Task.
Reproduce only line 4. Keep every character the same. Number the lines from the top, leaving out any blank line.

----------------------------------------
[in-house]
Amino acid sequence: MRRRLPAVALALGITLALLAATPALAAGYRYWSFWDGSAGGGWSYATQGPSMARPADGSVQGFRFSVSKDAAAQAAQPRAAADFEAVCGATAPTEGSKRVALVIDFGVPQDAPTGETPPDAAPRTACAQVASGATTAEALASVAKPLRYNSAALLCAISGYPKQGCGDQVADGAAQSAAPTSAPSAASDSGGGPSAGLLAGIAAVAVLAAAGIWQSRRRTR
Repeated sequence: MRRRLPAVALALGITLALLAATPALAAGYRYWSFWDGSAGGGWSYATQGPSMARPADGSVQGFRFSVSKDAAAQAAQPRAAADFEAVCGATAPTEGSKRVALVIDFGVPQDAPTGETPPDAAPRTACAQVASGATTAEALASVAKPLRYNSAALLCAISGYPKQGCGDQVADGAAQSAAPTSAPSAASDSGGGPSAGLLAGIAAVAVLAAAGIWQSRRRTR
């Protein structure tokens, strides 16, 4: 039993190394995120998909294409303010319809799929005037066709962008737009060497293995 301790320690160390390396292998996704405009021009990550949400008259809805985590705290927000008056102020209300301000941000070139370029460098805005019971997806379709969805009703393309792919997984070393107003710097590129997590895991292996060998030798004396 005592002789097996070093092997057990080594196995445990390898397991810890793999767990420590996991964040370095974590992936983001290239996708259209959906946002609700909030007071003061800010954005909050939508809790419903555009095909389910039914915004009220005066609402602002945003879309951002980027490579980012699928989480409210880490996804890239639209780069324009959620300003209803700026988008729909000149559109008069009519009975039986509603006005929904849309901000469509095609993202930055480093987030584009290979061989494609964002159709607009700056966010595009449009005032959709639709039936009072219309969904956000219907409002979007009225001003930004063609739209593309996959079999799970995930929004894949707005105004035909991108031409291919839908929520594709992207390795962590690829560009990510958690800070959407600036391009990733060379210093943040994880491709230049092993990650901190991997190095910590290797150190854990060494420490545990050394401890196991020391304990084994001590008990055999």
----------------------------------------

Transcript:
């Protein structure tokens, strides 16, 4: 039993190394995120998909294409303010319809799929005037066709962008737009060497293995 301790320690160390390396292998996704405009021009990550949400008259809805985590705290927000008056102020209300301000941000070139370029460098805005019971997806379709969805009703393309792919997984070393107003710097590129997590895991292996060998030798004396 005592002789097996070093092997057990080594196995445990390898397991810890793999767990420590996991964040370095974590992936983001290239996708259209959906946002609700909030007071003061800010954005909050939508809790419903555009095909389910039914915004009220005066609402602002945003879309951002980027490579980012699928989480409210880490996804890239639209780069324009959620300003209803700026988008729909000149559109008069009519009975039986509603006005929904849309901000469509095609993202930055480093987030584009290979061989494609964002159709607009700056966010595009449009005032959709639709039936009072219309969904956000219907409002979007009225001003930004063609739209593309996959079999799970995930929004894949707005105004035909991108031409291919839908929520594709992207390795962590690829560009990510958690800070959407600036391009990733060379210093943040994880491709230049092993990650901190991997190095910590290797150190854990060494420490545990050394401890196991020391304990084994001590008990055999």